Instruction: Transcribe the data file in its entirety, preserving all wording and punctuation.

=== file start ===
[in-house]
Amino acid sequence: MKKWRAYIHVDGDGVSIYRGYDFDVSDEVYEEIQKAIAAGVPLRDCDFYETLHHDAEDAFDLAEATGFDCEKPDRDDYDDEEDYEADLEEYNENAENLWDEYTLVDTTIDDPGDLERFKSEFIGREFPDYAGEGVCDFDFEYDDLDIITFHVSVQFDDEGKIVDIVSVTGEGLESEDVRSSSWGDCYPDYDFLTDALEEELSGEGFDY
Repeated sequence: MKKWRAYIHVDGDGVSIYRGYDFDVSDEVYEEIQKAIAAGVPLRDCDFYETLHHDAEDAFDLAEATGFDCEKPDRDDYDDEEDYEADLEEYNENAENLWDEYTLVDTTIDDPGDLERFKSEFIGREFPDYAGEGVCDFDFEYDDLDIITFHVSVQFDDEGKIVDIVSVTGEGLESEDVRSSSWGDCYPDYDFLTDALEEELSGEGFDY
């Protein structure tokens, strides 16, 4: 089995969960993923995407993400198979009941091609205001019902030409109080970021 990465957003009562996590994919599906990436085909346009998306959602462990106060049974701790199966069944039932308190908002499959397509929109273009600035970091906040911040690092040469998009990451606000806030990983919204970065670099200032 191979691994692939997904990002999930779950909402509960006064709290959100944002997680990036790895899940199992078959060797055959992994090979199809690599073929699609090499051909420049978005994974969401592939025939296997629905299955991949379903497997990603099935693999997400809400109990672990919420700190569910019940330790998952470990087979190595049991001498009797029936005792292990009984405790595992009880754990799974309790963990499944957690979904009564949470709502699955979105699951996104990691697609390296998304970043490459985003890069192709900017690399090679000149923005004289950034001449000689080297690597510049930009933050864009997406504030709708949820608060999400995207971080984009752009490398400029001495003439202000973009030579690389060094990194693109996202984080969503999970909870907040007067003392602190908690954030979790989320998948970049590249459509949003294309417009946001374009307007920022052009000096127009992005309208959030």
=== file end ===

[in-house]
Amino acid sequence: MKKWRAYIHVDGDGVSIYRGYDFDVSDEVYEEIQKAIAAGVPLRDCDFYETLHHDAEDAFDLAEATGFDCEKPDRDDYDDEEDYEADLEEYNENAENLWDEYTLVDTTIDDPGDLERFKSEFIGREFPDYAGEGVCDFDFEYDDLDIITFHVSVQFDDEGKIVDIVSVTGEGLESEDVRSSSWGDCYPDYDFLTDALEEELSGEGFDY
Repeated sequence: MKKWRAYIHVDGDGVSIYRGYDFDVSDEVYEEIQKAIAAGVPLRDCDFYETLHHDAEDAFDLAEATGFDCEKPDRDDYDDEEDYEADLEEYNENAENLWDEYTLVDTTIDDPGDLERFKSEFIGREFPDYAGEGVCDFDFEYDDLDIITFHVSVQFDDEGKIVDIVSVTGEGLESEDVRSSSWGDCYPDYDFLTDALEEELSGEGFDY
């Protein structure tokens, strides 16, 4: 089995969960993923995407993400198979009941091609205001019902030409109080970021 990465957003009562996590994919599906990436085909346009998306959602462990106060049974701790199966069944039932308190908002499959397509929109273009600035970091906040911040690092040469998009990451606000806030990983919204970065670099200032 191979691994692939997904990002999930779950909402509960006064709290959100944002997680990036790895899940199992078959060797055959992994090979199809690599073929699609090499051909420049978005994974969401592939025939296997629905299955991949379903497997990603099935693999997400809400109990672990919420700190569910019940330790998952470990087979190595049991001498009797029936005792292990009984405790595992009880754990799974309790963990499944957690979904009564949470709502699955979105699951996104990691697609390296998304970043490459985003890069192709900017690399090679000149923005004289950034001449000689080297690597510049930009933050864009997406504030709708949820608060999400995207971080984009752009490398400029001495003439202000973009030579690389060094990194693109996202984080969503999970909870907040007067003392602190908690954030979790989320998948970049590249459509949003294309417009946001374009307007920022052009000096127009992005309208959030």